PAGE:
De rigueur (duh ree-GUHR) Required by fashion, custom, or etiquette. From French de rigueur (literally, of strictness), from Latin rigor. Ultimately from the Indo-European root streig- (to stroke or press), which also gave us strait, strike, streak, strict, stress, and strain. Earliest documented use: 1850.
The Riot Act: Many people were displeased when George I became king of England in 1714, and his opponents were soon leading rebellions and protests against him. The British government, anxious to stop the protests, passed a law called the "Riot Act." It allowed public officials to break up gatherings of 12 or more people by reading aloud a proclamation, warning those who heard it that they must disperse within the hour or be guilty of a felony punishable by death. By 1819, riot act was also being used more generally for any stern warning or reprimand. Although the law long ago fell into disuse and was finally repealed in 1973, the term that it generated lives on today.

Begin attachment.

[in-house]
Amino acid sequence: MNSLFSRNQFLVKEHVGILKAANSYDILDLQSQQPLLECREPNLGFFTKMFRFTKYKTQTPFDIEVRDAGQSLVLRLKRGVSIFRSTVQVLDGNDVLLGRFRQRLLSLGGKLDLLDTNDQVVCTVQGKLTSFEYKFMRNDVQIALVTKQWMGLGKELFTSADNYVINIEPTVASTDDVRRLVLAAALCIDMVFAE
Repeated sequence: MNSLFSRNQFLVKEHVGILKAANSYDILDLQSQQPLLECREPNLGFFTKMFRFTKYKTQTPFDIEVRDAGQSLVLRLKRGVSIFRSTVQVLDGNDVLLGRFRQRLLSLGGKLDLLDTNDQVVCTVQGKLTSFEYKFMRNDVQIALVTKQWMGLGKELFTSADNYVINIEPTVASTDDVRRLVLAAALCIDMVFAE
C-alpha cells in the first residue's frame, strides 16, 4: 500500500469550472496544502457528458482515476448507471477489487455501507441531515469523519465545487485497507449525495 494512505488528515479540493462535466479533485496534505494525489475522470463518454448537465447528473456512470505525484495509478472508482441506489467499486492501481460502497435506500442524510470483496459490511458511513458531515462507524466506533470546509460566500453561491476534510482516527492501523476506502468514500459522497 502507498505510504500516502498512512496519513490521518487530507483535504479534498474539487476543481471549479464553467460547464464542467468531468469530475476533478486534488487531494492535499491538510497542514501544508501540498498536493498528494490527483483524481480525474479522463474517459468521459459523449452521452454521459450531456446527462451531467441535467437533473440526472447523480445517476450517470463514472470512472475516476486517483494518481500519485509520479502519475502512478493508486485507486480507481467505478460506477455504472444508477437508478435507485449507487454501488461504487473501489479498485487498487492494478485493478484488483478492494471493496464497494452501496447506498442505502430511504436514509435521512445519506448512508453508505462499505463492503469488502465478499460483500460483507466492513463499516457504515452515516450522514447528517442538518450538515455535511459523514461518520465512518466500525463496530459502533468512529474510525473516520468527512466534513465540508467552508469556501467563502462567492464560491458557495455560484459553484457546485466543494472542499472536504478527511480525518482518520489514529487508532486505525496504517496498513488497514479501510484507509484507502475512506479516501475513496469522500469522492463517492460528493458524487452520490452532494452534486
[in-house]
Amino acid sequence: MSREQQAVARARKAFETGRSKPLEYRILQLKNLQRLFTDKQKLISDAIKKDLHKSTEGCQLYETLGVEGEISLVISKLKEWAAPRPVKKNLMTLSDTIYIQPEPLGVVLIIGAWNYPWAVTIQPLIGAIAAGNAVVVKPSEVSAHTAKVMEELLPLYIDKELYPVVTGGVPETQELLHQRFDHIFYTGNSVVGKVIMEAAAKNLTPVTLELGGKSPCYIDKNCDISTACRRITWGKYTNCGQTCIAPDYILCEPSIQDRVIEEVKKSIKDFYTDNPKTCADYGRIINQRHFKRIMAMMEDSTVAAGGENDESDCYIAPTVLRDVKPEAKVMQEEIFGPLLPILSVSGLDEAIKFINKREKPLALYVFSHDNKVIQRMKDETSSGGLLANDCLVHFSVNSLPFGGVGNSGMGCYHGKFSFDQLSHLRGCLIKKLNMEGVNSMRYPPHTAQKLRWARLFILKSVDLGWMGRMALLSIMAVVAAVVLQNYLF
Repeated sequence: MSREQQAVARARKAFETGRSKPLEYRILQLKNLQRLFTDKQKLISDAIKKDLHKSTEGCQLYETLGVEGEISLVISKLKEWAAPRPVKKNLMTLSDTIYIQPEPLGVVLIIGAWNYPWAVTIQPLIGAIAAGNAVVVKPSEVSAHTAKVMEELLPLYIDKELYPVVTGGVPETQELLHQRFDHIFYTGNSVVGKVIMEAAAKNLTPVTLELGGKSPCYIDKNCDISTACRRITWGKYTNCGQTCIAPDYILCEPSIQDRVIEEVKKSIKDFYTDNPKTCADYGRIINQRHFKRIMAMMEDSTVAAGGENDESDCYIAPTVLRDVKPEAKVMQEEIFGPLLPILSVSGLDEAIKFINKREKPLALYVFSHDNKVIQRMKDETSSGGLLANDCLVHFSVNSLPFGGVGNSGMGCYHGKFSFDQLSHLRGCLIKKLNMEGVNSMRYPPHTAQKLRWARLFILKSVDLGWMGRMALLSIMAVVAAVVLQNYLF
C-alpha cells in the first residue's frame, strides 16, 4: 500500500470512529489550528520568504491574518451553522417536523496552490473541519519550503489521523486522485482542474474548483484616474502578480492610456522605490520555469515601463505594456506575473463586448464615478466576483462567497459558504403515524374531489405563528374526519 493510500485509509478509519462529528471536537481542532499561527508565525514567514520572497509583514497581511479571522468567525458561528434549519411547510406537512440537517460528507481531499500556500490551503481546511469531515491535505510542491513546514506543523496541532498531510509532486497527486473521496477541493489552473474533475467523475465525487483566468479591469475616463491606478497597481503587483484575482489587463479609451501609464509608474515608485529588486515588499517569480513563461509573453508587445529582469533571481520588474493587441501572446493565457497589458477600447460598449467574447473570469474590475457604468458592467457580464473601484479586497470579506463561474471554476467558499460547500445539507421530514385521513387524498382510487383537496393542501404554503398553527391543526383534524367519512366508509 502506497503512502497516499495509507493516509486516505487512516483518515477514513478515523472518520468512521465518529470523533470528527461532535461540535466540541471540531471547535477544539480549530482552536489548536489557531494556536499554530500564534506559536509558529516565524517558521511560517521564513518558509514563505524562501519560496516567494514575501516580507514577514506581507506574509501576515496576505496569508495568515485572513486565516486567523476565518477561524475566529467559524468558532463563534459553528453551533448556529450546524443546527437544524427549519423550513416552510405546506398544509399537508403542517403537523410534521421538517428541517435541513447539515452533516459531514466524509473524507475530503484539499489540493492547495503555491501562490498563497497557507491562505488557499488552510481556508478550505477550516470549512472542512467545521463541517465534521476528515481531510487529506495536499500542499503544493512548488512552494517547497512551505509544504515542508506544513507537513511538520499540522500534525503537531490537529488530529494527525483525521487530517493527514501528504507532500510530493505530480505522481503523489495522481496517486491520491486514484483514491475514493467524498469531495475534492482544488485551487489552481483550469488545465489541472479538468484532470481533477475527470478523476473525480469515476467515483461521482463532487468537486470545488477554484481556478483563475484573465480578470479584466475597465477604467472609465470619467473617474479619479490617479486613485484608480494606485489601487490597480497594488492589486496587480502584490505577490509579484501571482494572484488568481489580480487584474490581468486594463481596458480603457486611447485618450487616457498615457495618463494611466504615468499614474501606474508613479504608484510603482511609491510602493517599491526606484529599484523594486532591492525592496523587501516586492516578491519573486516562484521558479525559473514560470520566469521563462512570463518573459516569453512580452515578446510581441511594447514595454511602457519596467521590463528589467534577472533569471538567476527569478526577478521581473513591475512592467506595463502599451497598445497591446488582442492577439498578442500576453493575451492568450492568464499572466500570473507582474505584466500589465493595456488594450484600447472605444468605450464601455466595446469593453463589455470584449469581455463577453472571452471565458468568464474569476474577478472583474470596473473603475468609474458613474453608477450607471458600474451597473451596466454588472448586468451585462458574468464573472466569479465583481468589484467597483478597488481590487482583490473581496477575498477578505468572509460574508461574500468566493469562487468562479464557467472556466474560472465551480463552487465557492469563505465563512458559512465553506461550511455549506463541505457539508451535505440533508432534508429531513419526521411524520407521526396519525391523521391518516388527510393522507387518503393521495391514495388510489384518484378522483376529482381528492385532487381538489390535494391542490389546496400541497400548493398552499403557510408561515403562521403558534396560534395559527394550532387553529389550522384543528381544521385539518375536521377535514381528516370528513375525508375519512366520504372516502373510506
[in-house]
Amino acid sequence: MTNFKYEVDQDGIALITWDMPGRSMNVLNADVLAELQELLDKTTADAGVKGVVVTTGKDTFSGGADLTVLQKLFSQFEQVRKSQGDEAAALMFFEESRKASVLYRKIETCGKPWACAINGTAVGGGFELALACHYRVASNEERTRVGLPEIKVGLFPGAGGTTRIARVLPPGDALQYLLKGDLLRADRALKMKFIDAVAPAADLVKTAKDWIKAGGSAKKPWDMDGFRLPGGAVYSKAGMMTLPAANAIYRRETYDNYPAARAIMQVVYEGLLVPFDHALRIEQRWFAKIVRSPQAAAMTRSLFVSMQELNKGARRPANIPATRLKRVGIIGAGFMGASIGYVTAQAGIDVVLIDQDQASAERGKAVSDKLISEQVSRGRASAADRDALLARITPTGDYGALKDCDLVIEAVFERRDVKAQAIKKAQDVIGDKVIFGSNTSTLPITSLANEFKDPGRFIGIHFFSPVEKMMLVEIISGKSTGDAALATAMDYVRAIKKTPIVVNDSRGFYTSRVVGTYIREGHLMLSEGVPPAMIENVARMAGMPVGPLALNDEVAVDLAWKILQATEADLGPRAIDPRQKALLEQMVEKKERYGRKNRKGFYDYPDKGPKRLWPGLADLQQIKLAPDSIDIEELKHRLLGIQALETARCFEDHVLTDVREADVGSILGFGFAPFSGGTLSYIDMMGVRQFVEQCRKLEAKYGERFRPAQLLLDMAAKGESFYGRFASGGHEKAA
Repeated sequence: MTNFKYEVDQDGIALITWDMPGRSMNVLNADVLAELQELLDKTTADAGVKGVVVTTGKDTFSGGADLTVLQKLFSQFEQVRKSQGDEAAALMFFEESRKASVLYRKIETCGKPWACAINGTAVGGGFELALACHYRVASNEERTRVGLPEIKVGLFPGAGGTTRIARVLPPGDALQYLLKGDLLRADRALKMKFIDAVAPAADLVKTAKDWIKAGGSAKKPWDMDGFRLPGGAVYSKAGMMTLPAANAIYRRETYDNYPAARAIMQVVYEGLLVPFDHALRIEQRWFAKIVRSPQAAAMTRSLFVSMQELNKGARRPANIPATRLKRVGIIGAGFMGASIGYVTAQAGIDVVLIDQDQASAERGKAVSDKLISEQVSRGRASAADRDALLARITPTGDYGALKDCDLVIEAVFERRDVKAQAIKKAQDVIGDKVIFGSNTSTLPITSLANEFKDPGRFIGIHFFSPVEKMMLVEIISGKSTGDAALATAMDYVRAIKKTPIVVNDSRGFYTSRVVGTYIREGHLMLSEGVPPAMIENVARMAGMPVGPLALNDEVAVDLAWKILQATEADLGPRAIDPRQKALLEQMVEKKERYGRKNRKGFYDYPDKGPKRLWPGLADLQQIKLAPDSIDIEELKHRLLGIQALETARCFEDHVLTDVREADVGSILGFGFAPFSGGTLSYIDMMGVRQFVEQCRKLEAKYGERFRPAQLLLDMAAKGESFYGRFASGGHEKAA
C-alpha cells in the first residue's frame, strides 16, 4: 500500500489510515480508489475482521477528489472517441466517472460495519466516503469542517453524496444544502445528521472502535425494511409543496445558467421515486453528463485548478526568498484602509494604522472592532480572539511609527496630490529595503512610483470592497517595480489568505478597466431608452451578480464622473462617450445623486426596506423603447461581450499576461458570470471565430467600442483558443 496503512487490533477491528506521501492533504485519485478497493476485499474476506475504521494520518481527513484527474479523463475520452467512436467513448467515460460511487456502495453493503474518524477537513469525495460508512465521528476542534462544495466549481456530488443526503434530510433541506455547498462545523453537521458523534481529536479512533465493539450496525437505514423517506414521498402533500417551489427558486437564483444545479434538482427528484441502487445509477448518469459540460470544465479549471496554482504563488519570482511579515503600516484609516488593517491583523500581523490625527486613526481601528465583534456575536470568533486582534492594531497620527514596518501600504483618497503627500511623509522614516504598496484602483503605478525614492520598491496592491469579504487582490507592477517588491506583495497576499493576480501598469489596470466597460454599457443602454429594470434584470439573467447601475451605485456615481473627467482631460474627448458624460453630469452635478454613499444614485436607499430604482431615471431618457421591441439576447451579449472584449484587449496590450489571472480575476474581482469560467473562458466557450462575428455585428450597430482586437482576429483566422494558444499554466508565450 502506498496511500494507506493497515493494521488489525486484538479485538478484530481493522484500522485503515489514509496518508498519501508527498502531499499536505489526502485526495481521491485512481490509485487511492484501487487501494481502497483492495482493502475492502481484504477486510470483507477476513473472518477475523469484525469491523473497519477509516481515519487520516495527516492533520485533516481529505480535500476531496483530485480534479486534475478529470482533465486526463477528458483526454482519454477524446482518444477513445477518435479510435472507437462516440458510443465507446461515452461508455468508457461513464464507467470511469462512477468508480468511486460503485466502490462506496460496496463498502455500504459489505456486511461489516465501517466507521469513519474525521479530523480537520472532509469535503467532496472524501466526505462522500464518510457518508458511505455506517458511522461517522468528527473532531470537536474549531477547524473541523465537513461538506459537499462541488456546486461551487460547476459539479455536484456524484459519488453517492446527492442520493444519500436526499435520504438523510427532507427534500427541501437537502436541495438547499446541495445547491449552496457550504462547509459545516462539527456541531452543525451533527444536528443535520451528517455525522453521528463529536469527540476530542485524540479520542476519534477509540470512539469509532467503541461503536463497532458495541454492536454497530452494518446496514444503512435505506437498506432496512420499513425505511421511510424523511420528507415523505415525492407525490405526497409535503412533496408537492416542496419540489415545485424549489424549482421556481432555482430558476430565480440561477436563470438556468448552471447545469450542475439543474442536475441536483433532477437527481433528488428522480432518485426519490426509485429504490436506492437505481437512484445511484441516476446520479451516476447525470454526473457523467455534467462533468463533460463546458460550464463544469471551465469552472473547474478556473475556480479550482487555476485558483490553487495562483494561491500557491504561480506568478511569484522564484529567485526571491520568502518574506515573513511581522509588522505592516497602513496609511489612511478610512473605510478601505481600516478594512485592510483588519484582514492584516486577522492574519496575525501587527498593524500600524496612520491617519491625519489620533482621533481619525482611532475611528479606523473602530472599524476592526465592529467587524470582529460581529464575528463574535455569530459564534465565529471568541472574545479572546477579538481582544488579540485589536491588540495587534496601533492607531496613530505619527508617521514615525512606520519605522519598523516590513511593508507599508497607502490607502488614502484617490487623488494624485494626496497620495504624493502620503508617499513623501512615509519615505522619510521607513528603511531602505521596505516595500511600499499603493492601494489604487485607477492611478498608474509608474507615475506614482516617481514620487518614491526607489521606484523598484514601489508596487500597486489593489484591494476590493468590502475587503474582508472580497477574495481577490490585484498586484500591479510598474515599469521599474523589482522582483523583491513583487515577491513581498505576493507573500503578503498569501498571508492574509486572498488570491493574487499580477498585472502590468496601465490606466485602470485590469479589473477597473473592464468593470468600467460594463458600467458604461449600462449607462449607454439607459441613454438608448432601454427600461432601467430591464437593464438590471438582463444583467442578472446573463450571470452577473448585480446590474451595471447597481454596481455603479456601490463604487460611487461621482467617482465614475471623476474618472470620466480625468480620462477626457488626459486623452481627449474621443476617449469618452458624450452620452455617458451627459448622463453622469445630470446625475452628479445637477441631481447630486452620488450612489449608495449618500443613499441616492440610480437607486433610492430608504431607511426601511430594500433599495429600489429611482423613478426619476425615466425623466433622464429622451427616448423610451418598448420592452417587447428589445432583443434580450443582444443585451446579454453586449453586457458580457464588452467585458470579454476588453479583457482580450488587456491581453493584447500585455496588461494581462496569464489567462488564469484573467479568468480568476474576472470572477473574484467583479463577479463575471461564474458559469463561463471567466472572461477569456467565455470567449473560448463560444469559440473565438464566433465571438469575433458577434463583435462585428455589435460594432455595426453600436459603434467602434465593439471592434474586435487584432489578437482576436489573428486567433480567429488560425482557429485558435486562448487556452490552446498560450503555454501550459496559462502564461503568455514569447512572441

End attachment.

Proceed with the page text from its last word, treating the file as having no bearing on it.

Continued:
Laissez-faire or laisser-faire: 1. The practice of noninterference in the affairs of others.2. The economic policy allowing businesses to operate with little intervention from the government. From French, literally “allow to do”.
Sacrilegious: Sacrilegious comes to us from sacrilege, which is ultimately derived from a combination of the Latin words sacer ("sacred") and legere ("to gather" or "to steal"). Its antecedent in Latin, sacrilegus, meant "one who steals sacred things." There is no direct relation to religious (which is derived from the Latin word religiosus, itself from religio, meaning "supernatural constraint or religious practice"). The apparent resemblance between sacrilegious and religious is just a coincidence.
“Sometimes all it takes is the touch of someone new to remind us that there’s so much more out there, so much more if you just look a little bit longer and a little bit closer
Girl on a Tractor
I knew the names of all the cows before
I knew my alphabet, but no matter the
subject; I had mastery of it, and when
it came time to help in the fields, I
learned to drive a tractor at just the right
speed, so that two men, walking
on either side of the moving wagon
could each lift a bale, walk towards
the steadily arriving platform and
simultaneously hoist the hay onto
the rack, walk to the next bale, lift,
turn, and find me there, exactly where
I should be, my hand on the throttle,
carefully measuring out the pace.